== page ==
Mystery Men: Collector's Edition (1999)

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Released 27-Jun-2000

Cover Art

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Details At A Glance

General Extras
Category Action Featurette-Spotlight On Location
Audio Commentary-Kinka Usher (Director)
Deleted Scenes
Music Highlights
Notes-Origin Of The Mystery Men Comic Book Characters
Production Notes
Biographies-Cast & Crew
Theatrical Trailer
DVD-ROM Extras-Game, Gall, On Location, BTS, Postcards, SS, Story
Rating Rated PG
Year Of Production 1999
Running Time 116:16
RSDL / Flipper RSDL (73:19) Cast & Crew
Start Up Menu
Region Coding 2,4 Directed By Kinko Usher

Sony Pictures Home Entertain
Starring Hank Azaria
Claire Forlani
Janeane Garofalo
Eddie Izzard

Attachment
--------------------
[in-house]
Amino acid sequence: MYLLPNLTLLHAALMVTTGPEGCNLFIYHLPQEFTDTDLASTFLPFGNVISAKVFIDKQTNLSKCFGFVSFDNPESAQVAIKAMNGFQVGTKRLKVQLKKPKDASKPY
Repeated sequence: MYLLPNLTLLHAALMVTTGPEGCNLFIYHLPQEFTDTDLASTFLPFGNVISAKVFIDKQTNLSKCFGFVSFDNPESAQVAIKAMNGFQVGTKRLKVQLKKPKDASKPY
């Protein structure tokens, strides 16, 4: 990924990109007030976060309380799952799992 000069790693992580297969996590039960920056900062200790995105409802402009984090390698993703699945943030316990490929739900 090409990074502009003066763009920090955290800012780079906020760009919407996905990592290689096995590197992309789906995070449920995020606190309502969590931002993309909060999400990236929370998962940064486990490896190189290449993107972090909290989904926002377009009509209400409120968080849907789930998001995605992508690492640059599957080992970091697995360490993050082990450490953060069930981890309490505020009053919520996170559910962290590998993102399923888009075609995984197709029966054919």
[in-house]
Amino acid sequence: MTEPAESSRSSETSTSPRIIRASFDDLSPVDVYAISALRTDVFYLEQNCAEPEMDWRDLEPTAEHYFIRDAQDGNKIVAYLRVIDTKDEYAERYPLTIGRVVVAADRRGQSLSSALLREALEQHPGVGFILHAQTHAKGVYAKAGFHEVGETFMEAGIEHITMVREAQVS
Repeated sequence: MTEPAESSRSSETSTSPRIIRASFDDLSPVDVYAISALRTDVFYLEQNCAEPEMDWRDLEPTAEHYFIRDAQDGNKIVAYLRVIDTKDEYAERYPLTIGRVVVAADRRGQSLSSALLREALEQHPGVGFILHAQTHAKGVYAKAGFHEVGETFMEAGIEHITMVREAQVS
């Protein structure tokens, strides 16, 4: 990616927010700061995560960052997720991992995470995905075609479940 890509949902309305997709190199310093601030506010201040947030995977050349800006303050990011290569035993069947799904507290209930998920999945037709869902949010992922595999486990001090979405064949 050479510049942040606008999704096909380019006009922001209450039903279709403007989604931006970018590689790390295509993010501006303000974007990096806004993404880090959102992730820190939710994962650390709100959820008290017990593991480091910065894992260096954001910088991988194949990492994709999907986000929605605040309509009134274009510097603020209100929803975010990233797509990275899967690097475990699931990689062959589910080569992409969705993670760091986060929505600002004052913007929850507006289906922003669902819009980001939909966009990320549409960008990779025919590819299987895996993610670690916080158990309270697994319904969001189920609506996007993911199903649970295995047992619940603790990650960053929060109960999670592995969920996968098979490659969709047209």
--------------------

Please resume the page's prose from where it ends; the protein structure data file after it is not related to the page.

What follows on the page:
Greg Kinnear
William H. Macy
Kel Mitchell
Lena Olin
Paul Reubens
Geoffrey Rush
Ben Stiller
Wes Studi
Tom Waits
Case Brackley-Trans-No Lip
RPI $39.95 Music Stephen Warbeck

Video Audio
Pan & Scan/Full Frame None English Dolby Digital 5.1 (384Kb/s)
French Dolby Digital 5.1 (384Kb/s)
Italian Dolby Digital 5.1 (384Kb/s)
Spanish Dolby Digital 5.1 (384Kb/s)
English Audio Commentary Dolby Digital 2.0 mono (192Kb/s)
Widescreen Aspect Ratio 1.85:1
16x9 Enhancement
16x9 Enhanced
Video Format 576i (PAL)
Original Aspect Ratio 1.85:1 Miscellaneous
Jacket Pictures No
Subtitles English
Smoking Yes, briefly
Annoying Product Placement No
Action In or After Credits No

NOTE: The Profanity Filter is ON. Turn it off here.

Plot Synopsis